MICROKEY Elastomer Series keyboards let users in dimly lit environments see what they're typing on. Users can adjust the backlighting by pressing the FN and F7 keys simultaneously to choose one of several lighting levels. The backlight switch is sealed to resist dust, debris, and water. Three versions are available. The desktop version is a full-featured keyboard with a small footprint enclosure that has flip-up legs. Designers can modify an unenclosed version to meet customers' requirements. And the NEMA 4 version is enclosed in stainless steel and rated for harsh environments. Applications include: process-control equipment, medical equipment, and test and measurement instruments. Advanced Input Devices: Product Code 4207
Robots that walk have come a long way from simple barebones walking machines or pairs of legs without an upper body and head. Much of the research these days focuses on making more humanoid robots. But they are not all created equal.
The IEEE Computer Society has named the top 10 trends for 2014. You can expect the convergence of cloud computing and mobile devices, advances in health care data and devices, as well as privacy issues in social media to make the headlines. And 3D printing came out of nowhere to make a big splash.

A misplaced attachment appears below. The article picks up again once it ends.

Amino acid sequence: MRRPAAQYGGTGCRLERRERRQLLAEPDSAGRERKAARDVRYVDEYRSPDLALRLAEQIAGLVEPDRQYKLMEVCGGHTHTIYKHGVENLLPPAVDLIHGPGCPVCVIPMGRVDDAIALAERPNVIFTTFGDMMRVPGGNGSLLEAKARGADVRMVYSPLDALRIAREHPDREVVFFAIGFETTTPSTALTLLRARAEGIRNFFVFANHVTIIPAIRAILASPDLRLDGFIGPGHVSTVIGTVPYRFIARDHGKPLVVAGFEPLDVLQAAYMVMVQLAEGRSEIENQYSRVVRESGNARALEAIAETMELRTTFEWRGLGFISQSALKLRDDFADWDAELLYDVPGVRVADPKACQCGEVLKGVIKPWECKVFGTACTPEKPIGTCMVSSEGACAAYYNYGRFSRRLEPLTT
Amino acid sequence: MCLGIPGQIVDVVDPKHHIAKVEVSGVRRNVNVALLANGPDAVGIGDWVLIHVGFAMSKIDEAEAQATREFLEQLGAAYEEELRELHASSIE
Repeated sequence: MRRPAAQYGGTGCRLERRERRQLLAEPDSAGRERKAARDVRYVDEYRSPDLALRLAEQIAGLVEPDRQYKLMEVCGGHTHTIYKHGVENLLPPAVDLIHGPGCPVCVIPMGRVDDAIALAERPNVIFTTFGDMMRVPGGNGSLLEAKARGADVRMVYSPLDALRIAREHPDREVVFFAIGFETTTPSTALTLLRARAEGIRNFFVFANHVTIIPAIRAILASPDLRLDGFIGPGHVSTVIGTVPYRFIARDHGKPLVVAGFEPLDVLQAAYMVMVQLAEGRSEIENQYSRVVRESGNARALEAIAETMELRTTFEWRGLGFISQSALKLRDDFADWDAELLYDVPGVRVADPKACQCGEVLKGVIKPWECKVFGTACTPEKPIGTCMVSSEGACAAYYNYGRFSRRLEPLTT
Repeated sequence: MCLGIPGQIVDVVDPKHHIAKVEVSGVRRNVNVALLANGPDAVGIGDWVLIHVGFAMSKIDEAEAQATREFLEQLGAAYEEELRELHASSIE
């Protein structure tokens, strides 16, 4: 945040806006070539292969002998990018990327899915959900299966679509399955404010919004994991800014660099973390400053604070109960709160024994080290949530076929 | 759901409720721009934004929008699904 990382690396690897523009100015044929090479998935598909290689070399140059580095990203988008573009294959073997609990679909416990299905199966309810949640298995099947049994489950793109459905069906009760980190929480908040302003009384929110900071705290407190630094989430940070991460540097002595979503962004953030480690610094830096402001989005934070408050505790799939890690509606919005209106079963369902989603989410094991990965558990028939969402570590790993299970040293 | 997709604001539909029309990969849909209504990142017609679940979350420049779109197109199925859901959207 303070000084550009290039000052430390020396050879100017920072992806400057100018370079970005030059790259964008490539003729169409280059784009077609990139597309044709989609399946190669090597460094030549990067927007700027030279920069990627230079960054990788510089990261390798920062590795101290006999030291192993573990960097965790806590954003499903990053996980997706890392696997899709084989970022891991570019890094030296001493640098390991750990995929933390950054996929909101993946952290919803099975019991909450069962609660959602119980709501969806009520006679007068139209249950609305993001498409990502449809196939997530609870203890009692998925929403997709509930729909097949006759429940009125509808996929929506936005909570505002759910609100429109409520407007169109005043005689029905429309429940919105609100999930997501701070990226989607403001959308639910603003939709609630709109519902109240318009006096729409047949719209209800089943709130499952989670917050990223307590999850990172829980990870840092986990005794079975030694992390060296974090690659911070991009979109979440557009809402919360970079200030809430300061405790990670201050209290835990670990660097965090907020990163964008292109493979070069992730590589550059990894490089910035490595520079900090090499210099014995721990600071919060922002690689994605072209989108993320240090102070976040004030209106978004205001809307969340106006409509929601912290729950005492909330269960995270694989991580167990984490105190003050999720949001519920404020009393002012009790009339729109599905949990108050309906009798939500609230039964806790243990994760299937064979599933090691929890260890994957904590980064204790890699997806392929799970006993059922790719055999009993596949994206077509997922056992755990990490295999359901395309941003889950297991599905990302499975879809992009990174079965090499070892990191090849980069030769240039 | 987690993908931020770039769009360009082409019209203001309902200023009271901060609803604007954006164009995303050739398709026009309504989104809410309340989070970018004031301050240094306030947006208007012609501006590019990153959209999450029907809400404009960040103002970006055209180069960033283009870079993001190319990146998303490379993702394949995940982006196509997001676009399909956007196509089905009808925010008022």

For industrial control applications, or even a simple assembly line, that machine can go almost 24/7 without a break. But what happens when the task is a little more complex? That’s where the “smart” machine would come in. The smart machine is one that has some simple (or complex in some cases) processing capability to be able to adapt to changing conditions. Such machines are suited for a host of applications, including automotive, aerospace, defense, medical, computers and electronics, telecommunications, consumer goods, and so on. This discussion will examine what’s possible with smart machines, and what tradeoffs need to be made to implement such a solution.